Moral Non-Naturalism Ridge, Michael 2008

  • And when Dr. Martineau talks of the "natural penalties for guilt," and adds that "sin being there, it would be simply monstrous that there should be no suffering and would fully justify the despair which now raises its sickly cry of complaint against the retributory wretchedness of human transgression" (_Study_ II., p. 106), the reply is that there are no such things as "_natural_ penalties for guilt."

    Theism or Atheism The Great Alternative Chapman Cohen

  • I am frequently asked if the natural instincts of men and women will not guide aright in the selection of a consort, and my answer is yes, if the instincts of men and women _were natural_.

    How to Become Rich A Treatise on Phrenology, Choice of Professions and Matrimony William Windsor

  • Our natural anticipations deceive us -- I say _natural_ in contra-distinction to extravagant expectations.

    Sermons Preached at Brighton Third Series Frederick W. Robertson

  • We should not object to that inequality which is natural -- to the superior ability and superior virtue which place one man far above his fellows; but we should object to an immense inequality, _which is not natural_, and which sometimes places the superior man at the mercy and in the service of one who has no ability whatever, -- who is simply born to rule by means of _hereditary wealth_.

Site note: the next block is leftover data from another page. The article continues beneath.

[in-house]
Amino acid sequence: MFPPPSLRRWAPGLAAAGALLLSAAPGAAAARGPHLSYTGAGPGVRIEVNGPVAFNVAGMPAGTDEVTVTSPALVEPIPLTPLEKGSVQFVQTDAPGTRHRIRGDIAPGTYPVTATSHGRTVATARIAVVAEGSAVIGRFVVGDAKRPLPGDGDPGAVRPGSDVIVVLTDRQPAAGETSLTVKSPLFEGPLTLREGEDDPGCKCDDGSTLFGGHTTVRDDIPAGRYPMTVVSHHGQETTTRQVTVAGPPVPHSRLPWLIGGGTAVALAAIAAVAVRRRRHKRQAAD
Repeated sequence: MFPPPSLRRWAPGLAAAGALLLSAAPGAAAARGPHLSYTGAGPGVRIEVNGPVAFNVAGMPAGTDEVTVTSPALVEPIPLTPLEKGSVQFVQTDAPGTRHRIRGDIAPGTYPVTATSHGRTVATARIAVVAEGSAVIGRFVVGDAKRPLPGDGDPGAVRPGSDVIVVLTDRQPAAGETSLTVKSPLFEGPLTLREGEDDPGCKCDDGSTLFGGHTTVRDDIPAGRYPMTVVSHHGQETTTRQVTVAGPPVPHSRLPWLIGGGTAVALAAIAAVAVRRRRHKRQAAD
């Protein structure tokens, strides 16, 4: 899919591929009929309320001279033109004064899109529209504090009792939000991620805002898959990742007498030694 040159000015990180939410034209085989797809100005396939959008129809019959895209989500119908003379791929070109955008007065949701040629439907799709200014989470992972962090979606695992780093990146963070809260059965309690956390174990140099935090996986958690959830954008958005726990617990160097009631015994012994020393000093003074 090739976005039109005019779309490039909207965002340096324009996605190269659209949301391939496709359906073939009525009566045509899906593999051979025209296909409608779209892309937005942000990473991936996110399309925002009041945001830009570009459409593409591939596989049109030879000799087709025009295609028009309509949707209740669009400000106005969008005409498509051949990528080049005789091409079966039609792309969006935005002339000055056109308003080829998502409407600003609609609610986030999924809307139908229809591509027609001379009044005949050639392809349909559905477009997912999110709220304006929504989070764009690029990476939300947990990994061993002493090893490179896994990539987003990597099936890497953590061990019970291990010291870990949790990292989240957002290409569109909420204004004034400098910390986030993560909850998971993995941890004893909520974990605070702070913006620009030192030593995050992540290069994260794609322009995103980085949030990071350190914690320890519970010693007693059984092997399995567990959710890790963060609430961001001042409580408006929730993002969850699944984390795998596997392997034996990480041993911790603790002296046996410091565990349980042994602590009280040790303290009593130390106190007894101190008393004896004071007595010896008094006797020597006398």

The Arena Volume 4, No. 20, July, 1891 Various 1888

  • The prophecies of the Bible are not vague general denunciations of natural decline and extinction to all the nations of the world, which, if they were merely the exposition of a universal _natural_ law of national death, they would be; nor yet the application of any such natural and inevitable law to some particular nation, denouncing its destruction, without any specification of time, manner, instrument, or cause of its infliction.

    Fables of Infidelity and Facts of Faith Being an Examination of the Evidences of Infidelity Robert Patterson 1857